Coach Swinney goes back to drawing board after Clemson loss
By PETE IACOBELLI
Oct. 16, 2017
COLUMBIA, S.C. (AP) — Clemson coach Dabo Swinney has already started breaking down every aspect of his program since the seventh-ranked Tigers surprise loss to Syracuse this past Friday night.
"It's been a long weekend," Swinney said Monday.
Clemson (6-1, 4-1 Atlantic Coast Conference) is off this week before hosting Georgia Tech on Oct. 28. During the break, Swinney hopes to uncover why the defending national champions, who were more than a three-touchdown favorite, instead were outplayed across the board in a 27-24 loss.
"The bottom line is we really did a poor job. We really did a poor job as coaches," Swinney said. "Flat out got our butts kicked."
That was a big reason why Swinney stepped into the Syracuse locker room during the Orange celebration to congratulate the winners. Swinney said the Syracuse and visiting team's locker rooms are right next to each other and he wanted the Orange to know firsthand from him how well they played.
"I was happy for those guys," he said.
Now, Swinney's got to rediscover that happy feeling for the Tigers, who were held to their second-lowest total of the season with 304 yards of offense. A big reason was quarterback Kelly Bryant leaving the field early for a second consecutive game. This time, Bryant was diagnosed with a concussion after getting tackled in the second quarter. That followed his sprained ankle in the third quarter of a win over Wake Forest on Oct. 7.
Swinney said Bryant has "responded well" since Friday night's injury and he expected him back at practice later in the week.
"We'll be really cautious with him this week," Swinney said.
The offense showed how dependent it was on Bryant's play: the Tigers attack and backup quarterback Zerrick Cooper accounted for one touchdown after Bryant left. Cooper threw for 88 yards and was sacked three times. Swinney was asked why highly regarded freshman Hunter Johnson, the third-stringer, did not get in with Cooper struggling to move the ball.
Swinney said quarterback coach Brandon Streeter believed Cooper gave Clemson the better chance to win. The coach said also the Tigers had their fewest snaps of the season with 57 plays and did not get the chance to go very deep on substitutions.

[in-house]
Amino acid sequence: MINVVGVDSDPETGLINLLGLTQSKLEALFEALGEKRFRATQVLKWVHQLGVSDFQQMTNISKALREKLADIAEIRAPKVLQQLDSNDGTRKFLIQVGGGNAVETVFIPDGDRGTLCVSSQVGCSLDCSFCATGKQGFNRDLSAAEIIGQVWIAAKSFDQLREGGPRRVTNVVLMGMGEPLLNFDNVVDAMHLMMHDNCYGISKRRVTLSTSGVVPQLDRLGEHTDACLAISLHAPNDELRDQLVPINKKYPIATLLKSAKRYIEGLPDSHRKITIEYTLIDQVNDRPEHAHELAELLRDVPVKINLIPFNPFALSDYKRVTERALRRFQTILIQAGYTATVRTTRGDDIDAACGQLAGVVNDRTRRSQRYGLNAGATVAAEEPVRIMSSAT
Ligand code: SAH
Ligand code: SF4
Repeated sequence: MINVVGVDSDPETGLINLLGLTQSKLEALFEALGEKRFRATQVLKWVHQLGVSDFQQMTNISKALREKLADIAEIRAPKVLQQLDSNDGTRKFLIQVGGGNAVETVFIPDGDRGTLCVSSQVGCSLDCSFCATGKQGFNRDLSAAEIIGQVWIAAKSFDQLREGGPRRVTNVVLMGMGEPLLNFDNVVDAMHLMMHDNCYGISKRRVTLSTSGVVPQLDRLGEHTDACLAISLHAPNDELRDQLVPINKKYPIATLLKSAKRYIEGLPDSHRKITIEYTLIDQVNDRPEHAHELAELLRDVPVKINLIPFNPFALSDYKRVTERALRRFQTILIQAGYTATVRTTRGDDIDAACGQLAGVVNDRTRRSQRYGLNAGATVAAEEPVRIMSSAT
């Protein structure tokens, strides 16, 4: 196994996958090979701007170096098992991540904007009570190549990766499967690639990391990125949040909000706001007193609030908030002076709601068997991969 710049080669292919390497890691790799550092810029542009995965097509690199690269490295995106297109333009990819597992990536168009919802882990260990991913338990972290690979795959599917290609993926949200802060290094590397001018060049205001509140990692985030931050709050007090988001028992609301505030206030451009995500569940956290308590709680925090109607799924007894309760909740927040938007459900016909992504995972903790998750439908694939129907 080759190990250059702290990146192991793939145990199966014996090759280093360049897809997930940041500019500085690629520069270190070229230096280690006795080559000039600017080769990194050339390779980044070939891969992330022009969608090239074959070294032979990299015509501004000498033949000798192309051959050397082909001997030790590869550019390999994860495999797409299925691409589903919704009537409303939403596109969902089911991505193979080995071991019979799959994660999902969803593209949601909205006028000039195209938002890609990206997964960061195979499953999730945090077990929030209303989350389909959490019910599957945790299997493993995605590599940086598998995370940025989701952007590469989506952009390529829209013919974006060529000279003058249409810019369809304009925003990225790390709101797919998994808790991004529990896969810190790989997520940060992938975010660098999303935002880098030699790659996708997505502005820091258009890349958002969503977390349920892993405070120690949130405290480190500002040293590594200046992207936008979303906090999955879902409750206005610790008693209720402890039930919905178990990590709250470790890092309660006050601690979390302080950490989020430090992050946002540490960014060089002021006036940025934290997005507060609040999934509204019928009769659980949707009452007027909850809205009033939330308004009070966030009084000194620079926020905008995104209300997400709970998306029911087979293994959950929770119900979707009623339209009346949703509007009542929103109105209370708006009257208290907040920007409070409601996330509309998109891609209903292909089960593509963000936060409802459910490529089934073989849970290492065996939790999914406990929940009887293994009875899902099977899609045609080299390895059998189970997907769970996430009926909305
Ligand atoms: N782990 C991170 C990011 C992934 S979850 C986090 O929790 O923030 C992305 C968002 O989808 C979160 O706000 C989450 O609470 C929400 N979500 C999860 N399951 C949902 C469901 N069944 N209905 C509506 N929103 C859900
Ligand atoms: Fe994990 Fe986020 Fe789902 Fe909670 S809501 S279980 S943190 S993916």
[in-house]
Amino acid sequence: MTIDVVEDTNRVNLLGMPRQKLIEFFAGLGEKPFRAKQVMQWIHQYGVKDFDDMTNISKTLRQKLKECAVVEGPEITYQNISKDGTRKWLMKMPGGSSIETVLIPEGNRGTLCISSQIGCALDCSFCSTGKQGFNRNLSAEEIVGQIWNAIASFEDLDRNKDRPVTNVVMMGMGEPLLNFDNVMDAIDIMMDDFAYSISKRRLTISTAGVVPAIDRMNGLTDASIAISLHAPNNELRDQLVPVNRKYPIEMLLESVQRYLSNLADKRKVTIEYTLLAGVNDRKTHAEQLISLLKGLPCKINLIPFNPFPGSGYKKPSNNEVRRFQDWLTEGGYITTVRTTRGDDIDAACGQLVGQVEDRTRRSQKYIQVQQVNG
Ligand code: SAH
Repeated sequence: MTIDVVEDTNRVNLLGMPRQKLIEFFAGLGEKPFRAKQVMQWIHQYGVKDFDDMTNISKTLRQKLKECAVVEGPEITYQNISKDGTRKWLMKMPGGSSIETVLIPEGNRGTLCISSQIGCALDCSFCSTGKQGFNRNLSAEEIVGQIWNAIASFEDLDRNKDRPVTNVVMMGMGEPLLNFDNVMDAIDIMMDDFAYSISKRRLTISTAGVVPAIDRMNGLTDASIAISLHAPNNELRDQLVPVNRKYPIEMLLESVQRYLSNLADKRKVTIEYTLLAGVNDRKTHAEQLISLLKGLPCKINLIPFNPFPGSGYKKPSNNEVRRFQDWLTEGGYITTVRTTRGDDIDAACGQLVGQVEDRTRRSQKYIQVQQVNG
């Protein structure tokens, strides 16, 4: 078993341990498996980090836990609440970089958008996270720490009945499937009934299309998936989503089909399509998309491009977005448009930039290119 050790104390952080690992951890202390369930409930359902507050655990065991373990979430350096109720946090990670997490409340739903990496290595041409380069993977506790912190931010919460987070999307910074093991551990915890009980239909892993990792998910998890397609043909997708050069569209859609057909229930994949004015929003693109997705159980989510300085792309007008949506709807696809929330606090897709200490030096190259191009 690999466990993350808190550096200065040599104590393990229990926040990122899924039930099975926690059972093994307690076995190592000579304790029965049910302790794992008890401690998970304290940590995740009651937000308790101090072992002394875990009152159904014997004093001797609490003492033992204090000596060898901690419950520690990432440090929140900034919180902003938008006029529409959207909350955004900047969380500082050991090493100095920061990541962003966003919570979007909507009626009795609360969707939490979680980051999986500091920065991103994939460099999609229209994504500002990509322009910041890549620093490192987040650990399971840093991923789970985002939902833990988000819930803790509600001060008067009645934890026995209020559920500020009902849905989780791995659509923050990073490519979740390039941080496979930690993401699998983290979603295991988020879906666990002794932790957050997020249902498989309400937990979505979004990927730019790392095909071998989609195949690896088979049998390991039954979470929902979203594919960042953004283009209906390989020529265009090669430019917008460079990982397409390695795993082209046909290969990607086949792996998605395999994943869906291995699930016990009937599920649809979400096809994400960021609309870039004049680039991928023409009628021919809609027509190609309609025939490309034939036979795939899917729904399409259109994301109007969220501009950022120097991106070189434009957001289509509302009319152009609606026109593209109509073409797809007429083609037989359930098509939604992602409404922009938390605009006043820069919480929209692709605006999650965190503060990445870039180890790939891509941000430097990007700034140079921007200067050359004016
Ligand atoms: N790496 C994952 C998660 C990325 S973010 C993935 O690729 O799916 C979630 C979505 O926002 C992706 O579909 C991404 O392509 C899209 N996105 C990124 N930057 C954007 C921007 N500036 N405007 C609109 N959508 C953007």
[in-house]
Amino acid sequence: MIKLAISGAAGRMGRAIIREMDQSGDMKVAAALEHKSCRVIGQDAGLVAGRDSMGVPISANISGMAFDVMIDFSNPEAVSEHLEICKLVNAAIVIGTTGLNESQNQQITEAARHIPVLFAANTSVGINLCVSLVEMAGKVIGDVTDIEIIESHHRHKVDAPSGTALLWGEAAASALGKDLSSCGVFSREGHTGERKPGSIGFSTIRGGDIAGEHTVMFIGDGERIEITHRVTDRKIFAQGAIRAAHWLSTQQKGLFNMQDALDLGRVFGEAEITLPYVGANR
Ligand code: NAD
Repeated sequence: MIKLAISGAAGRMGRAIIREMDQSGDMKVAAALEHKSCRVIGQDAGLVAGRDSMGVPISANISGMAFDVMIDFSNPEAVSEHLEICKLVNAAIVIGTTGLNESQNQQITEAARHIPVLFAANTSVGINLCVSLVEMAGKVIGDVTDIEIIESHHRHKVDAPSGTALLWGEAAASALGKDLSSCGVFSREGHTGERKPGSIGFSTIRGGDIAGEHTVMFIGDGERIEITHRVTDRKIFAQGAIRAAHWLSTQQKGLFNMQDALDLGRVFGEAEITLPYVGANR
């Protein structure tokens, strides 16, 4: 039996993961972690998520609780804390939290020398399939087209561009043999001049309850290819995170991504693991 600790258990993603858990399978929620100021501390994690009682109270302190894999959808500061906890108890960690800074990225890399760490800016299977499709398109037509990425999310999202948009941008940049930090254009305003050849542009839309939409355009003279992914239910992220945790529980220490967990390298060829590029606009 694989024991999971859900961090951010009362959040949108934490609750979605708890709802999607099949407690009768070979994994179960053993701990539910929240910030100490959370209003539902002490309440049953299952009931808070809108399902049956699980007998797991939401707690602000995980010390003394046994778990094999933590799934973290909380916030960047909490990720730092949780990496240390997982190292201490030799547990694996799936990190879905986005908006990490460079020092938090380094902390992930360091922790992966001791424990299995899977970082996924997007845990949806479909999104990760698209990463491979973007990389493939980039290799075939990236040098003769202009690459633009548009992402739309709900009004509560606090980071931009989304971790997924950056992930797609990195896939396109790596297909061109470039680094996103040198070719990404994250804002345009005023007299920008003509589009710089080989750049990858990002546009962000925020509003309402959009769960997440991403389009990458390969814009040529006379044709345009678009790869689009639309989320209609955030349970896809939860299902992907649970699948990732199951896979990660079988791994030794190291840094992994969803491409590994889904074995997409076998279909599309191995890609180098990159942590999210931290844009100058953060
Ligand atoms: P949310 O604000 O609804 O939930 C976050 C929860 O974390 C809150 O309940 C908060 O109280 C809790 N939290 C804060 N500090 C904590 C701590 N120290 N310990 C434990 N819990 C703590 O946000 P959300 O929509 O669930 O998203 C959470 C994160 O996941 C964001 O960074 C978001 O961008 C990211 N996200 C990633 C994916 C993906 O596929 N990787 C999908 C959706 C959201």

This week will be one of self study and correcting mistakes for the Tigers. The to-do list is long, but includes giving up too many penalties that kept Syracuse drives going and correcting defensive techniques if Clemson has hopes of winning the ACC Atlantic, the league title and returning to the College Football Playoff.
Syracuse "saw they had a definite chance to win the game and we just didn't capitalize on the opportunities we had to make a comeback," Clemson defensive end Clelin Ferrell said.
Also in need of repair is Clemson's field goal kicking, which has been in disarray since a freak practice injury to national championship starter Greg Huegel cost him the rest of the season because of knee ligament damage. Backup Alex Spence missed two of three field goals at Syracuse and four of six since taking over the job last month.
Swinney said the place-kicking job is wide open. Spence is expected to compete with Christian Groomes for the starting job.
He believes his players have a good sense of what's necessary to accomplish after last year's surprise loss to Pitt 43-42 that followed a 10-0 start. The Tigers responded with five straight wins on the way to the national title.
Swinney got a welcome dose of perspective Saturday when he returned to his alma mater, Alabama, for the 25-year reunion of the Crimson Tide's 1992 national title team. Swinney, a reserve receiver for coach Gene Stallings, said he was warmly received by Tide fans, some who used his name like a curse nine months earlier after Clemson's win over Alabama.
"There was no place I wanted to be Saturday," he said. "But it was what the doctor ordered."
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